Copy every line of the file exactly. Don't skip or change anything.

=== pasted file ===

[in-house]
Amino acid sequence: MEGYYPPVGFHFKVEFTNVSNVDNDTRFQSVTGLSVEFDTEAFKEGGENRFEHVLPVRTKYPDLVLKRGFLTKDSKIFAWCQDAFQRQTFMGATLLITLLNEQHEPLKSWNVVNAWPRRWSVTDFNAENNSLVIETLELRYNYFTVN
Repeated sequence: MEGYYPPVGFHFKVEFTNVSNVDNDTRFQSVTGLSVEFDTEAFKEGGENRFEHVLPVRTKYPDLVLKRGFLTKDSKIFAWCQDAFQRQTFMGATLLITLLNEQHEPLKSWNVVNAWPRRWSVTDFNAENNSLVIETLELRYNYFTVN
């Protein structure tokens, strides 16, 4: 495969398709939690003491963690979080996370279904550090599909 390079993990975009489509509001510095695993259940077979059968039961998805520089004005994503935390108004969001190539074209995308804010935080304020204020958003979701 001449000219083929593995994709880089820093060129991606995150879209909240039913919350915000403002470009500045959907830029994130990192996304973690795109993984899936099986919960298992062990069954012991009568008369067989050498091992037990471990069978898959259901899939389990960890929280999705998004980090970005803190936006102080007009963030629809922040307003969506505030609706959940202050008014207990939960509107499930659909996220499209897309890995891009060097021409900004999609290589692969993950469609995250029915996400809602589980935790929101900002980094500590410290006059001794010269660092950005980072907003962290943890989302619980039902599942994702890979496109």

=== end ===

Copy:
[in-house]
Amino acid sequence: MEGYYPPVGFHFKVEFTNVSNVDNDTRFQSVTGLSVEFDTEAFKEGGENRFEHVLPVRTKYPDLVLKRGFLTKDSKIFAWCQDAFQRQTFMGATLLITLLNEQHEPLKSWNVVNAWPRRWSVTDFNAENNSLVIETLELRYNYFTVN
Repeated sequence: MEGYYPPVGFHFKVEFTNVSNVDNDTRFQSVTGLSVEFDTEAFKEGGENRFEHVLPVRTKYPDLVLKRGFLTKDSKIFAWCQDAFQRQTFMGATLLITLLNEQHEPLKSWNVVNAWPRRWSVTDFNAENNSLVIETLELRYNYFTVN
């Protein structure tokens, strides 16, 4: 495969398709939690003491963690979080996370279904550090599909 390079993990975009489509509001510095695993259940077979059968039961998805520089004005994503935390108004969001190539074209995308804010935080304020204020958003979701 001449000219083929593995994709880089820093060129991606995150879209909240039913919350915000403002470009500045959907830029994130990192996304973690795109993984899936099986919960298992062990069954012991009568008369067989050498091992037990471990069978898959259901899939389990960890929280999705998004980090970005803190936006102080007009963030629809922040307003969506505030609706959940202050008014207990939960509107499930659909996220499209897309890995891009060097021409900004999609290589692969993950469609995250029915996400809602589980935790929101900002980094500590410290006059001794010269660092950005980072907003962290943890989302619980039902599942994702890979496109």